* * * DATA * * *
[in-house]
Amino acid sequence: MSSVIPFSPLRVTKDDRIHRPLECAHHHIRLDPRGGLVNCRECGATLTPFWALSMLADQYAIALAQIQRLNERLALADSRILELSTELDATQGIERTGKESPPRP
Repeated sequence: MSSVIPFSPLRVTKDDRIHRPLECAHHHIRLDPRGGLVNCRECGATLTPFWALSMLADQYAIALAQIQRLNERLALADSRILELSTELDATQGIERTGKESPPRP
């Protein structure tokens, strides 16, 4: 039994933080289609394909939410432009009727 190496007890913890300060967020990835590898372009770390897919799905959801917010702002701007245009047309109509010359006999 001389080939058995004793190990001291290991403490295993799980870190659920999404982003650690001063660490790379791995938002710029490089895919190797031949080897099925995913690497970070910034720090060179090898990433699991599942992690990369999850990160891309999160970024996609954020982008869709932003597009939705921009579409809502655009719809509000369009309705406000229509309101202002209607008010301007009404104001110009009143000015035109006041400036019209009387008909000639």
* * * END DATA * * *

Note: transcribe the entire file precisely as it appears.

[in-house]
Amino acid sequence: MSSVIPFSPLRVTKDDRIHRPLECAHHHIRLDPRGGLVNCRECGATLTPFWALSMLADQYAIALAQIQRLNERLALADSRILELSTELDATQGIERTGKESPPRP
Repeated sequence: MSSVIPFSPLRVTKDDRIHRPLECAHHHIRLDPRGGLVNCRECGATLTPFWALSMLADQYAIALAQIQRLNERLALADSRILELSTELDATQGIERTGKESPPRP
């Protein structure tokens, strides 16, 4: 039994933080289609394909939410432009009727 190496007890913890300060967020990835590898372009770390897919799905959801917010702002701007245009047309109509010359006999 001389080939058995004793190990001291290991403490295993799980870190659920999404982003650690001063660490790379791995938002710029490089895919190797031949080897099925995913690497970070910034720090060179090898990433699991599942992690990369999850990160891309999160970024996609954020982008869709932003597009939705921009579409809502655009719809509000369009309705406000229509309101202002209607008010301007009404104001110009009143000015035109006041400036019209009387008909000639």